Nigerians as well as Ghanaians have reacted differently over the recent sack and arrest of a Nigerian visiting professor to Ghana over the allegations of making several unsavoury, unethical and damning comments about Ghana as well as its educational system.
Augustine Uzoma Nwagbara, a professor of English, was on a sabbatical leave to the University of Education, Winneba (UEW), Ghana, when he was alleged to have made several “unethical” comments about UEW.
Upon what it called subjecting the professor to the “internal disciplinary process” UEW found “(the professor) culpable of gross misconduct,” the university said in a statement signed by its registrar.
In a video that went viral, someone who identified himself as Augustine Nwagbara said degrees awarded by Ghanaian universities are only up to 20 percent the quality of those awarded by universities in Nigeria.
He expressed his disappointment in Nigerians who went to Ghana to acquire degrees, which were more expensive than what they paid in Nigeria, which were 80 percent less in quality than what was obtainable in Nigeria.
However, some Nigerians and Ghanaians have reacted to the development. While some thought the professor was merely expressing his private opinion and bragging about his country, others thought he should not have gone to the extent of talking down on the institution that hosted him.
BusinessDay sampled the opinions of few.
Korsi Asiseh, a Kumasi-based journalist, said degrees issued by Ghanaian universities were as quality as those issued by the Nigerian universities. The main reason why Nigerians trooped to Ghanaian universities was because of the intermittent disruptions in the Nigeria’s academic calendar, which started several years.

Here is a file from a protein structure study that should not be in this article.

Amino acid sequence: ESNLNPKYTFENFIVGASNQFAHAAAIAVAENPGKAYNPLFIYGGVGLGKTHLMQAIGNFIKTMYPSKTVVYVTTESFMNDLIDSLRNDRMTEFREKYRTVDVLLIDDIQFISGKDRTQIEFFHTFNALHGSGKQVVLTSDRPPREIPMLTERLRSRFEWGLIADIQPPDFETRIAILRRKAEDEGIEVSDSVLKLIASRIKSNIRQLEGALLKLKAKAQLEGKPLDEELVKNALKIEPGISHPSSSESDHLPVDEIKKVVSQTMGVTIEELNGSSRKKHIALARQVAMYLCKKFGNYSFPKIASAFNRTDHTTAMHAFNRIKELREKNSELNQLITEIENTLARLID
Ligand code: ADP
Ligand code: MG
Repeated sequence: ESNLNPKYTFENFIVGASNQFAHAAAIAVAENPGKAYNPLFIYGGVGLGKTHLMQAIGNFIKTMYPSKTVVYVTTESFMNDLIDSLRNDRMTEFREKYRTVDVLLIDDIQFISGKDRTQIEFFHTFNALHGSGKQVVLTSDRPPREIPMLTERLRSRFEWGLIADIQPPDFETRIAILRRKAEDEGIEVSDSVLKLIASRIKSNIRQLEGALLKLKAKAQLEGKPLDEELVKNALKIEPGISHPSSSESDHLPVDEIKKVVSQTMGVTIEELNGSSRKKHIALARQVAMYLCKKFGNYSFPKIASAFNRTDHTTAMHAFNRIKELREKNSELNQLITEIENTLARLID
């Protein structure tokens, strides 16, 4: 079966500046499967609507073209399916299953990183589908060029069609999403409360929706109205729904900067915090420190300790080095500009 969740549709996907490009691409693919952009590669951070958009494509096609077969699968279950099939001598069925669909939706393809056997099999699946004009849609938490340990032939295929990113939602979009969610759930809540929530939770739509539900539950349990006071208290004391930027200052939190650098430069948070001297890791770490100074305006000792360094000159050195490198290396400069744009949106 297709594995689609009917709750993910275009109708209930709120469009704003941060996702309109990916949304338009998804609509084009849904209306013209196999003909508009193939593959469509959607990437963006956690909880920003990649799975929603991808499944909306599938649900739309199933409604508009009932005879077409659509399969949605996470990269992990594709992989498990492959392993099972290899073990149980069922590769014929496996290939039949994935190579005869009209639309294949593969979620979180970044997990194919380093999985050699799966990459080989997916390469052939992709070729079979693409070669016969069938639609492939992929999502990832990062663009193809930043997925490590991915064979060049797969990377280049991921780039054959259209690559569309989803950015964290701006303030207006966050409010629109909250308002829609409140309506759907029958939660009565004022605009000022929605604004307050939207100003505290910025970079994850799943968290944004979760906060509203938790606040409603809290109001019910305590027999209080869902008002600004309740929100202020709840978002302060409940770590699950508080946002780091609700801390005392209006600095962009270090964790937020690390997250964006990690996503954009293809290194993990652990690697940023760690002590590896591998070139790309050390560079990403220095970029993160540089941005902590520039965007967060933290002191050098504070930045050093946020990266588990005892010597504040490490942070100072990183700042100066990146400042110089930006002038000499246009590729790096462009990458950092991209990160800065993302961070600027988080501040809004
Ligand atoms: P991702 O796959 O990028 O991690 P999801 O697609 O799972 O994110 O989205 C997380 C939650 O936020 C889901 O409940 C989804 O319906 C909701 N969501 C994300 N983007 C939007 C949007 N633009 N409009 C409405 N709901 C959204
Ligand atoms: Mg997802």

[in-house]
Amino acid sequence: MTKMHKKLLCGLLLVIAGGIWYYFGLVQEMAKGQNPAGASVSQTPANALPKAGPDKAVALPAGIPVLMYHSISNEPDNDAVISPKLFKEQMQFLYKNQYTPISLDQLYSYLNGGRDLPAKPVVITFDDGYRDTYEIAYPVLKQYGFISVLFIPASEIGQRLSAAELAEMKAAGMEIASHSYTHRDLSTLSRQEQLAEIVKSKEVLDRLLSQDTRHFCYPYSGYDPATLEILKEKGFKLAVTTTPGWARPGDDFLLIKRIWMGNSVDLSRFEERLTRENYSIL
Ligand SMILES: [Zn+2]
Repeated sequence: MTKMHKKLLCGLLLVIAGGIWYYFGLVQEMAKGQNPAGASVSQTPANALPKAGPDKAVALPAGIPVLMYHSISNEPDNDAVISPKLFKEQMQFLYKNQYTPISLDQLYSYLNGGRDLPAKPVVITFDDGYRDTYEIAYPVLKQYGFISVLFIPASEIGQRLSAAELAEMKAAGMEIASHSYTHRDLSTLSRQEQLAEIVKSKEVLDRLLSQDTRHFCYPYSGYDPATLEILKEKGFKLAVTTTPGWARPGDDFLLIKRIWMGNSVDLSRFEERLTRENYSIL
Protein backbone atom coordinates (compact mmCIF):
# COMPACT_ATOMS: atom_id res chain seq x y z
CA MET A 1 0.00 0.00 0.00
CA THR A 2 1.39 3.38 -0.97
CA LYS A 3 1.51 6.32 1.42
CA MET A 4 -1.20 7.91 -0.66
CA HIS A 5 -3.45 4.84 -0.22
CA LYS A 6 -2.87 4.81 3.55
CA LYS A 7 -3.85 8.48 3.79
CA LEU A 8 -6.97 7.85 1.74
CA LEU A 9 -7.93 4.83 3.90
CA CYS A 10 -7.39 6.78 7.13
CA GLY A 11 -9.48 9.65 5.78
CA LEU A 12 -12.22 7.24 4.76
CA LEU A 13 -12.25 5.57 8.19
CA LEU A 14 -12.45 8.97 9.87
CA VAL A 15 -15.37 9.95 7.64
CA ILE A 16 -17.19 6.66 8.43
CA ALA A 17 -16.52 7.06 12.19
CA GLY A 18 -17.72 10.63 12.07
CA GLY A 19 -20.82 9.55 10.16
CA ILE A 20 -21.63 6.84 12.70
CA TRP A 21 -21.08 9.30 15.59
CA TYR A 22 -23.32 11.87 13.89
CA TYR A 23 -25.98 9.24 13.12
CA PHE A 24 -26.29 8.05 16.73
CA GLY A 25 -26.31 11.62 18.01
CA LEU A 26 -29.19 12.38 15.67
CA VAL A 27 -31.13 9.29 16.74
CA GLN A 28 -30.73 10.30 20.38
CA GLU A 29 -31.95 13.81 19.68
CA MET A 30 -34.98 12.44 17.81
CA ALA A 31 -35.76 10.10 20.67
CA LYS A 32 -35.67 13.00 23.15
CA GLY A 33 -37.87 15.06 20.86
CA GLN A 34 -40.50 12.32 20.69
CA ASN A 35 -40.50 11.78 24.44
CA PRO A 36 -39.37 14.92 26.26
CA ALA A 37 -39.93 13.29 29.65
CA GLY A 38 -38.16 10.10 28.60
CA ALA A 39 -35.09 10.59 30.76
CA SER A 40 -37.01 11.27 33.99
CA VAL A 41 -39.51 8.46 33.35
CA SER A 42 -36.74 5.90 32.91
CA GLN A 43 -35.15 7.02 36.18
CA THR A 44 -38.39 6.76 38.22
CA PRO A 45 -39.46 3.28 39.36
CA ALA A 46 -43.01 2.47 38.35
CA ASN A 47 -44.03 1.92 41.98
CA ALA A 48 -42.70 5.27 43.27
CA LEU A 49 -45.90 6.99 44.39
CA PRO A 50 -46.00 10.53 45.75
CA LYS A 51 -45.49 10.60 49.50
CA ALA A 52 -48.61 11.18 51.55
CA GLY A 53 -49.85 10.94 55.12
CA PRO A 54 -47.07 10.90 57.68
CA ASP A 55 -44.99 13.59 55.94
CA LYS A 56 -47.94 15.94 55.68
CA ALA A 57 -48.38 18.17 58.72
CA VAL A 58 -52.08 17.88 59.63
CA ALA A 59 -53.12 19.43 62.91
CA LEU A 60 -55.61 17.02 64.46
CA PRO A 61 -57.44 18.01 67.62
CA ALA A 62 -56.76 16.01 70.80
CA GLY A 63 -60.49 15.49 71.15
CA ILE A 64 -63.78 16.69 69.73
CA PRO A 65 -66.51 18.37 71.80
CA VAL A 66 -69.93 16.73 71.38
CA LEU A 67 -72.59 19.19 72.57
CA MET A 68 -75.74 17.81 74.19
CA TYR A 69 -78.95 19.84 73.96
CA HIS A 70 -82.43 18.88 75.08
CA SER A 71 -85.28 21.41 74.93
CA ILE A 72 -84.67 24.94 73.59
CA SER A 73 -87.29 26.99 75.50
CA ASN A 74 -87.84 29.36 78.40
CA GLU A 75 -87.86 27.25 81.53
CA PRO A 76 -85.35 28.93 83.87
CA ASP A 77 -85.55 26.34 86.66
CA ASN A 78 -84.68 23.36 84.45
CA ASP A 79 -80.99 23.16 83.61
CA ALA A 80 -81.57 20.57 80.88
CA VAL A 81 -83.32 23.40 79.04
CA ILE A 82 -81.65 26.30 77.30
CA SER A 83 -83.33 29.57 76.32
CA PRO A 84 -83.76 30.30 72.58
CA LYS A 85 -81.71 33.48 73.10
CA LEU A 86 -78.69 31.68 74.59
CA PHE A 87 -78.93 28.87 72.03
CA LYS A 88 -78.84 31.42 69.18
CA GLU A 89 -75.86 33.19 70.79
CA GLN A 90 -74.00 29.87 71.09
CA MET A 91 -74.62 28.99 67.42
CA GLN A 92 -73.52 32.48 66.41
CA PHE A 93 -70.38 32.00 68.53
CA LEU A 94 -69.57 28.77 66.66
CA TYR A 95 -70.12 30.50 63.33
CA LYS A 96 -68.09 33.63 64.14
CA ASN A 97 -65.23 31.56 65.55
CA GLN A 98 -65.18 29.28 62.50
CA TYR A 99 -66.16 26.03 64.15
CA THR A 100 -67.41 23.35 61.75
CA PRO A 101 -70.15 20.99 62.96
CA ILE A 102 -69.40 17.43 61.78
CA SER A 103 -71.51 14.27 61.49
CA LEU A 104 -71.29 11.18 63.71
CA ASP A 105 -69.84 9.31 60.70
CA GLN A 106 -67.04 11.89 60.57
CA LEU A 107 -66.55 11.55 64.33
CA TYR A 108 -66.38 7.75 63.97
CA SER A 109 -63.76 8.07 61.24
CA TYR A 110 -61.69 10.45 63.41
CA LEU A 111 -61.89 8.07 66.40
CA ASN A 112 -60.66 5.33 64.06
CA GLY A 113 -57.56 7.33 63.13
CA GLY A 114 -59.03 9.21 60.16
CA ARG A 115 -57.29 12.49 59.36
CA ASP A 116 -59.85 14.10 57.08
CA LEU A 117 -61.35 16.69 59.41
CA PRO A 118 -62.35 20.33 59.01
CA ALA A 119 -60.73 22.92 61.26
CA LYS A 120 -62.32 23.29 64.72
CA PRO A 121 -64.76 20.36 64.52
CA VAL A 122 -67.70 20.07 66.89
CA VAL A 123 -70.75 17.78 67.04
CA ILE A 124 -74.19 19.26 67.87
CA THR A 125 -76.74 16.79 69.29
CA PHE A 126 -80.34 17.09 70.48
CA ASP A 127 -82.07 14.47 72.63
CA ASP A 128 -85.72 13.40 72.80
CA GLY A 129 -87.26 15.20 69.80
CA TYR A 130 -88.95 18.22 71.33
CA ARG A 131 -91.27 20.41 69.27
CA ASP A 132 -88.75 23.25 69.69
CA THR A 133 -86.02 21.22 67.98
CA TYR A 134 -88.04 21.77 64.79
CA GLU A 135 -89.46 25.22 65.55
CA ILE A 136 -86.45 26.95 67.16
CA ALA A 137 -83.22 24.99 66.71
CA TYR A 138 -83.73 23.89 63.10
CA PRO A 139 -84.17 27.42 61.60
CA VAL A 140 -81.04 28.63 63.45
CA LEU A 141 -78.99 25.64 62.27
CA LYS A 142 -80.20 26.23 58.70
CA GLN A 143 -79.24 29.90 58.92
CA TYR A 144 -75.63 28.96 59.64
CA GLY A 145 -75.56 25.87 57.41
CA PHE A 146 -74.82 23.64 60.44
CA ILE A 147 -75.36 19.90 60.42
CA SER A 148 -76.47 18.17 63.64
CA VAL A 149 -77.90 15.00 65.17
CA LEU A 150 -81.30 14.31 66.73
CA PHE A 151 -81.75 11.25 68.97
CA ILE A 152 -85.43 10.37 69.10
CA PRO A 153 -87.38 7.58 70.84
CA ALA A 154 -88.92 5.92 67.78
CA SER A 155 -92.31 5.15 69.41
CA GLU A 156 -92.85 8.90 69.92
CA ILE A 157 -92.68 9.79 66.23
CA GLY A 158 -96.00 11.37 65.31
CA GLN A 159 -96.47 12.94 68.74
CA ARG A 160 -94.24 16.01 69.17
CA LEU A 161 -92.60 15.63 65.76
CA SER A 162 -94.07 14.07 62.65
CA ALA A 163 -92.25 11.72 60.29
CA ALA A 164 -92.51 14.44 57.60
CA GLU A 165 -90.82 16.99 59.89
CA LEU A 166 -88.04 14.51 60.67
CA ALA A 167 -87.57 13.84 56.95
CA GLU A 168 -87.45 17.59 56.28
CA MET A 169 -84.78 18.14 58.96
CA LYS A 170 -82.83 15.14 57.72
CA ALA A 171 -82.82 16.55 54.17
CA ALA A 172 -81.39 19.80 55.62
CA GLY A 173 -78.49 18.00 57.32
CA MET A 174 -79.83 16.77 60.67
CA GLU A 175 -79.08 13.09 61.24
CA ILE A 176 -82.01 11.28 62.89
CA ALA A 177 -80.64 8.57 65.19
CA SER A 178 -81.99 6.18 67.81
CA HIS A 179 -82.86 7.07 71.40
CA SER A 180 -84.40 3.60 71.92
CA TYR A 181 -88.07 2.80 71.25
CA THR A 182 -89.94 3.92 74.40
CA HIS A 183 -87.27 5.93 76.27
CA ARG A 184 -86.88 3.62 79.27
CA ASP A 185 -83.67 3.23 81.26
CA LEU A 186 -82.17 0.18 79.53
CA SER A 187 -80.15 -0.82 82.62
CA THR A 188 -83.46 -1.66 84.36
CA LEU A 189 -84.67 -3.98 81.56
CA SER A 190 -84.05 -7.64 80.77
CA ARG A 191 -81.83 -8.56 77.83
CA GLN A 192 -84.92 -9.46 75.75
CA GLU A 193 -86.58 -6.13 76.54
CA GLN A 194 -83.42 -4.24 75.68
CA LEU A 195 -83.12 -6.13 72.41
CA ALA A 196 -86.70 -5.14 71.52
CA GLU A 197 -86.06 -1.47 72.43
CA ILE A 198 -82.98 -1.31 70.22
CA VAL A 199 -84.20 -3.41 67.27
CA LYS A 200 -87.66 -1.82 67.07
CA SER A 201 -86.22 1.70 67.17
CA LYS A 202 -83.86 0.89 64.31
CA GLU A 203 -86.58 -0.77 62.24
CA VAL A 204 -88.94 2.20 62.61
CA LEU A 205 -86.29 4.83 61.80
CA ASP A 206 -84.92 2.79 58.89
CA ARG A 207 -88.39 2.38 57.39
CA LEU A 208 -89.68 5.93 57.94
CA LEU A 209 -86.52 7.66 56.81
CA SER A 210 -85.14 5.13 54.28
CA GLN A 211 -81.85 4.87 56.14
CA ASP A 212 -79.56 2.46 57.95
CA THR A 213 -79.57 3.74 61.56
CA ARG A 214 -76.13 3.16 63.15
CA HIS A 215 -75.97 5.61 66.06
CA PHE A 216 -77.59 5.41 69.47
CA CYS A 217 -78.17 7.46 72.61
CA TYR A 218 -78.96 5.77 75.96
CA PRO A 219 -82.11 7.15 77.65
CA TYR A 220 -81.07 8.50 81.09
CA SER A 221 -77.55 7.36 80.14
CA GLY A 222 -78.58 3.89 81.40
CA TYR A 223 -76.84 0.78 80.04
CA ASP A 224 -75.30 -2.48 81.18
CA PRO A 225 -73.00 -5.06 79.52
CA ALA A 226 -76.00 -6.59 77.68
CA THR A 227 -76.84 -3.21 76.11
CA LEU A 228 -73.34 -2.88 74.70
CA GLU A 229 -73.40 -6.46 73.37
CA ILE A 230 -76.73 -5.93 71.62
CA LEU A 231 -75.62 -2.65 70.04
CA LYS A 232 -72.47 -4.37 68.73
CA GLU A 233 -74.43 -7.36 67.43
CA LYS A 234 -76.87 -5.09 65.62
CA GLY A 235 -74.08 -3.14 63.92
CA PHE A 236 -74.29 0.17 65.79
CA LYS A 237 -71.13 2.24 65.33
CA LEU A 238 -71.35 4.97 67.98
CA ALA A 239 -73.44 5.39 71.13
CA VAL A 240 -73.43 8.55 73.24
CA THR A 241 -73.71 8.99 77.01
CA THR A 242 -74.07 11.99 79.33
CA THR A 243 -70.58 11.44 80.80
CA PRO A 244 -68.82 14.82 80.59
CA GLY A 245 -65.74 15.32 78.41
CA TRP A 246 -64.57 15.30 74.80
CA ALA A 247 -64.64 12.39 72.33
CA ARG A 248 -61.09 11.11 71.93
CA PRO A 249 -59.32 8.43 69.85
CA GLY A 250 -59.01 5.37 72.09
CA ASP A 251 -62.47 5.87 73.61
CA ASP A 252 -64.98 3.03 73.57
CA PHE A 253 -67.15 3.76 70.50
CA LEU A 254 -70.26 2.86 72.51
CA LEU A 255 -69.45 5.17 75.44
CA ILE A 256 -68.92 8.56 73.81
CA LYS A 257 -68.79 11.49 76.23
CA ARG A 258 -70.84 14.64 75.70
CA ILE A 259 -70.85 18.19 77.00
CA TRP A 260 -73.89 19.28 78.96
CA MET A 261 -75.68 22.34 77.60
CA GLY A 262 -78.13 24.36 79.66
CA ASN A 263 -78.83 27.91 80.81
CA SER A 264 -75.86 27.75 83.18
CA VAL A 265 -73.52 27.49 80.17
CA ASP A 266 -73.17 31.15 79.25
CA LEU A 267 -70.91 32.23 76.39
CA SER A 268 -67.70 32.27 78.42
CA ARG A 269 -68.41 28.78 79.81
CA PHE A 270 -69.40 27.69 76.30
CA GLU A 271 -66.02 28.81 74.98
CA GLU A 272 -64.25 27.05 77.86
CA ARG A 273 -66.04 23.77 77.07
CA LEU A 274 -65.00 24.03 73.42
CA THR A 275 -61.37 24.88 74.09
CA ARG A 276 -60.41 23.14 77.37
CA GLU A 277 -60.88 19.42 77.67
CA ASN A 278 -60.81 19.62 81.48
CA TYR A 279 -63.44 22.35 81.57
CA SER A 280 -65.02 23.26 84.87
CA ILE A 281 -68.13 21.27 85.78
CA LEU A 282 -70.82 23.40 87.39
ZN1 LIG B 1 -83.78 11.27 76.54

According to him, the professor’s utterances should not have been taken seriously and given such media hype, as he did not pose any threat to either the university or to the country, saying none of the things he talked about would happen.
“The professor just decided to brag to a few gathered people”, he said, adding, “If Nigerians were not happy about the quality of education in Ghana, this trend would not have persisted till today.”
Baffour Osei George, a Kumasi-based entrepreneur, said it was appropriate to have sacked the professor. While acknowledging Nwagbara’s right to boast about his intellectual prowess, George said it was unnecessary for the professor to do such against the school that accommodated him.
“Sacked, yes! You cannot go bragging that you killed someone and expect not to be dealt with,” George said.
Adeseyi Akanni, a Nigerian lecturer in another university in Ghana, said even though Nwagbara could be said to be expressing his opinion, irrespective of authenticity of what he said, such opinion did not constitute good ethical behaviour in one’s working environment.
“That was his opinion though, but as a member of an organisation there are some things you cannot say about the organisation,” he said.
Michael Onoja, a former student of one of the universities in Ghana, said he studied in Ghana with one of the best facilities available in any university in Africa, and could not substantiate what the professor said to what he (Onoja) experienced in his days.
“Things may have changed,” Onoja said, “but Ghana offered me quality education.”
Emma Okon, Ceo/principal, Vision Education Foundation, Abuja, said Ghana needed to examine themselves to see if there was anything to gain from what Nwagbara said instead of sacking him and subjecting him to mental police torture.
While highlighting that Africa generally has problem with criticism, Okon said Nwagbara’s comments should have been seen as ways to improve Ghana’s educational system and work on the issues the professor raise.
“Were the things Nwagbara raised true?” he questioned.
JOSEPH MAURICE OGU